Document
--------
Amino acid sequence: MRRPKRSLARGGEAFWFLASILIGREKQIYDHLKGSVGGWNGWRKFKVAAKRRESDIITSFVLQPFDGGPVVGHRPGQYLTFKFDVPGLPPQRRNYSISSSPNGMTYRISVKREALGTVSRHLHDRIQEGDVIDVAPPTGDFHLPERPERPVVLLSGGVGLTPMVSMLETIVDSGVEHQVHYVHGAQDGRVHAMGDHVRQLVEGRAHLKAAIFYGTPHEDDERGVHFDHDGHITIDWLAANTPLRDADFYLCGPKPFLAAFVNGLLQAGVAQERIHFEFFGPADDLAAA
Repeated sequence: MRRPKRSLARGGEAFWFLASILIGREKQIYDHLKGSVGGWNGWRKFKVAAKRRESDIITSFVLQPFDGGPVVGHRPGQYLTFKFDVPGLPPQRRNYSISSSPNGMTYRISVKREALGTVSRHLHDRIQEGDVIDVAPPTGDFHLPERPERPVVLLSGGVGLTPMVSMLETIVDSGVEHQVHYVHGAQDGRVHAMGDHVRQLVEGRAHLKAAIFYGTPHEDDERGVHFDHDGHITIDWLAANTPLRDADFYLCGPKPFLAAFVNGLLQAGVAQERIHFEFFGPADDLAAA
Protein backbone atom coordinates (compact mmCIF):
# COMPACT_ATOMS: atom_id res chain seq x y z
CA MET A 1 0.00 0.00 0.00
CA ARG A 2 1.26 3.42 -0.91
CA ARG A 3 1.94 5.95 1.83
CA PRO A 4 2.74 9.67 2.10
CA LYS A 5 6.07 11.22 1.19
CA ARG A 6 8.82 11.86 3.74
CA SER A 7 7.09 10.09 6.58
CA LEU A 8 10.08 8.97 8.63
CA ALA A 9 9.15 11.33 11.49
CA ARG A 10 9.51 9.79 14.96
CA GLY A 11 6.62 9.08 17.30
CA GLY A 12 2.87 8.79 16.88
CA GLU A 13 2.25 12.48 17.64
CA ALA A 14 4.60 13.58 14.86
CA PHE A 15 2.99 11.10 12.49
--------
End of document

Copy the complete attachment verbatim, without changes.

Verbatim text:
Amino acid sequence: MRRPKRSLARGGEAFWFLASILIGREKQIYDHLKGSVGGWNGWRKFKVAAKRRESDIITSFVLQPFDGGPVVGHRPGQYLTFKFDVPGLPPQRRNYSISSSPNGMTYRISVKREALGTVSRHLHDRIQEGDVIDVAPPTGDFHLPERPERPVVLLSGGVGLTPMVSMLETIVDSGVEHQVHYVHGAQDGRVHAMGDHVRQLVEGRAHLKAAIFYGTPHEDDERGVHFDHDGHITIDWLAANTPLRDADFYLCGPKPFLAAFVNGLLQAGVAQERIHFEFFGPADDLAAA
Repeated sequence: MRRPKRSLARGGEAFWFLASILIGREKQIYDHLKGSVGGWNGWRKFKVAAKRRESDIITSFVLQPFDGGPVVGHRPGQYLTFKFDVPGLPPQRRNYSISSSPNGMTYRISVKREALGTVSRHLHDRIQEGDVIDVAPPTGDFHLPERPERPVVLLSGGVGLTPMVSMLETIVDSGVEHQVHYVHGAQDGRVHAMGDHVRQLVEGRAHLKAAIFYGTPHEDDERGVHFDHDGHITIDWLAANTPLRDADFYLCGPKPFLAAFVNGLLQAGVAQERIHFEFFGPADDLAAA
Protein backbone atom coordinates (compact mmCIF):
# COMPACT_ATOMS: atom_id res chain seq x y z
CA MET A 1 0.00 0.00 0.00
CA ARG A 2 1.26 3.42 -0.91
CA ARG A 3 1.94 5.95 1.83
CA PRO A 4 2.74 9.67 2.10
CA LYS A 5 6.07 11.22 1.19
CA ARG A 6 8.82 11.86 3.74
CA SER A 7 7.09 10.09 6.58
CA LEU A 8 10.08 8.97 8.63
CA ALA A 9 9.15 11.33 11.49
CA ARG A 10 9.51 9.79 14.96
CA GLY A 11 6.62 9.08 17.30
CA GLY A 12 2.87 8.79 16.88
CA GLU A 13 2.25 12.48 17.64
CA ALA A 14 4.60 13.58 14.86
CA PHE A 15 2.99 11.10 12.49